Freedom of religion is considered by many people and nations to be a fundamental human right. It is the practice that supports the freedom of an individual or community, in public or private, to practice their religion without persecution.
In the United States, freedom of religion is a constitutionally protected right provided in the religion clauses of the First Amendment. The First Amendment prohibits the federal government from making a law “respecting an establishment of religion, or prohibiting the free exercise thereof.”
Along with this, The Fourteenth Amendment to the United States Constitution also guarantees religious civil rights. It prohibits discrimination, including on the basis of religion, by securing “the equal protection of the laws” for every person.”
Yet, the issue of freedom of religion has become a hot button topic as the 2016 presidential election has candidates addressing who exactly this freedom of religion should apply to. Or rather, if certain people should be subjected to specific laws and restrictions because of their chosen religion.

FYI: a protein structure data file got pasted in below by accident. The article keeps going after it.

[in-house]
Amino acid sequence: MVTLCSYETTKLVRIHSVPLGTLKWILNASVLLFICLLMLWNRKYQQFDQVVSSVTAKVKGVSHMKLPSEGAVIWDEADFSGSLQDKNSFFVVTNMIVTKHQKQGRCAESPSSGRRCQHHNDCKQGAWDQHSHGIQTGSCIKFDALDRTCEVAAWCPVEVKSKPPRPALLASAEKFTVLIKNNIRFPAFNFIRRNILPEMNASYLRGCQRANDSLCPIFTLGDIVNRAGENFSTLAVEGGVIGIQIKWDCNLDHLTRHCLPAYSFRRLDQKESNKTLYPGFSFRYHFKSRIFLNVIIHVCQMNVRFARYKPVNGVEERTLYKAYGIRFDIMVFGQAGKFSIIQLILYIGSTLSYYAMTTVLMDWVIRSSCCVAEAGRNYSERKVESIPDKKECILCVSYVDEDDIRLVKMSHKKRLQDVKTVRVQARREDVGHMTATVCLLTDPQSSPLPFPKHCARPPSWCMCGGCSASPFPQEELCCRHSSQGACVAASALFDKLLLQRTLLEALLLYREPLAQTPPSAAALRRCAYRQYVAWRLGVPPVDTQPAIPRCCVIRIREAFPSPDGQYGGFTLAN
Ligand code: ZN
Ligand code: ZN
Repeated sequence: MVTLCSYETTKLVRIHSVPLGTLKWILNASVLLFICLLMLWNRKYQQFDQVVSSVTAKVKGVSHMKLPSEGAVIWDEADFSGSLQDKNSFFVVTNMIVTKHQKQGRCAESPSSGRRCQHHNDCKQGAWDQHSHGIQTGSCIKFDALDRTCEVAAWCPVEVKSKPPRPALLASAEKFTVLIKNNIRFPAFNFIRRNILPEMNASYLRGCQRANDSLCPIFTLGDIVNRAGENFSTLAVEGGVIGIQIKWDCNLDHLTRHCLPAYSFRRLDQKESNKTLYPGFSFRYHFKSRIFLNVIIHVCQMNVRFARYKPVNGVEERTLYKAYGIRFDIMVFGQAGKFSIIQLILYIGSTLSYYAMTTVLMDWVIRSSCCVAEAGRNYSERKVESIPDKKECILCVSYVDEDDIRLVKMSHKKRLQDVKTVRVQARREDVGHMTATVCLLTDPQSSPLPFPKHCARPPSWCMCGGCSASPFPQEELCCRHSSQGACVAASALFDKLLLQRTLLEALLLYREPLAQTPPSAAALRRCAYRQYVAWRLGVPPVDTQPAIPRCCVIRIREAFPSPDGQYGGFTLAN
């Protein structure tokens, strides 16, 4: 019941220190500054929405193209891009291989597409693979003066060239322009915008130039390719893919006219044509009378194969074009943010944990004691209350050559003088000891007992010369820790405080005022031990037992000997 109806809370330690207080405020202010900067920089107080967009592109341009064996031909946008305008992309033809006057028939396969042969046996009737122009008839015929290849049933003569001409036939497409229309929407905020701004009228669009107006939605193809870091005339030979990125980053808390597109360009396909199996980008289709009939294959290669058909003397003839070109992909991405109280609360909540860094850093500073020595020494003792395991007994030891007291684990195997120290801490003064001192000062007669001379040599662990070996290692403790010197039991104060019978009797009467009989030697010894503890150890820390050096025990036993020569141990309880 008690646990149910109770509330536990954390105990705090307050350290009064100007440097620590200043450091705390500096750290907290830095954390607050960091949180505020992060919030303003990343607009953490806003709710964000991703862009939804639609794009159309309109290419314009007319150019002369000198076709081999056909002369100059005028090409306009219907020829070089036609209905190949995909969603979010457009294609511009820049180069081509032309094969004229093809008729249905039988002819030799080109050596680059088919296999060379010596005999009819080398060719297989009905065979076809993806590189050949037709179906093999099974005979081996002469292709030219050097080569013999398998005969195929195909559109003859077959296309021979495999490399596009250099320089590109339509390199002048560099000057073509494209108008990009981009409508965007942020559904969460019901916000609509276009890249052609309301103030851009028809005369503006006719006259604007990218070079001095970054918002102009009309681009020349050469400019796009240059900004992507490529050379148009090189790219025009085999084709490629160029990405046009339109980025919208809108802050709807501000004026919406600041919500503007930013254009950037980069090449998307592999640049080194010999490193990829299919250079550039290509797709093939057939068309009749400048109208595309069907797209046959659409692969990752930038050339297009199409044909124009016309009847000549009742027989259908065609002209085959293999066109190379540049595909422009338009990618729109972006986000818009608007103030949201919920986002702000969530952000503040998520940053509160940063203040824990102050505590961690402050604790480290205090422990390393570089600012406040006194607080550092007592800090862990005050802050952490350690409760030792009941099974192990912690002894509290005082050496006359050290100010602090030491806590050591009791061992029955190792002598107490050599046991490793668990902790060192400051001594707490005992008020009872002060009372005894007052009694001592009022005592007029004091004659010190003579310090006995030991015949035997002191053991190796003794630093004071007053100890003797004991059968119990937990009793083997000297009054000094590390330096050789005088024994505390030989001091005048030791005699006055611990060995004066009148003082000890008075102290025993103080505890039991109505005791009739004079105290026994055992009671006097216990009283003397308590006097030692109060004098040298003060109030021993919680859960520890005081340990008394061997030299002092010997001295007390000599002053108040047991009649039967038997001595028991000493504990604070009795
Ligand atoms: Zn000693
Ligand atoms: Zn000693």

This is aimed particularly at those who practice Islam, as anti-Muslim rhetoric has taken center stage when addressing the so-called “war on terror.”
Since the Paris attacks by ISIS- a group that proclaims itself to be Islamic- there have been at least 42 violent attacks, threats, assaults, protests, and instances of vandalism against Muslims in America. There has also been a rise in anti-Mulsim rhetoric within the Republican party as top presidential candidates debate temporarily banning Muslims from entering the country.
Leading GOP candidate, Donald Trump, went on record calling for “a total and complete shutdown of Muslims entering the United States.”
President Obama, in a speech given at the Islamic Society of Baltimore in February of this year spoke out against anti-Mulsim rhetoric, stating “We can’t be bystanders to bigotry. Together, we’ve got to show that America truly protects all faiths.”
People’s World took it to the streets to ask the public: What does freedom of religion in America mean to you? How has this situation been affected by politicians and others attacks on Muslim Americans?
Check out the video to see what they had to say:
Video contributors: Teresa Albano, Rossana Cambron, Mariya Strauss/PW
Photo: Video snapshot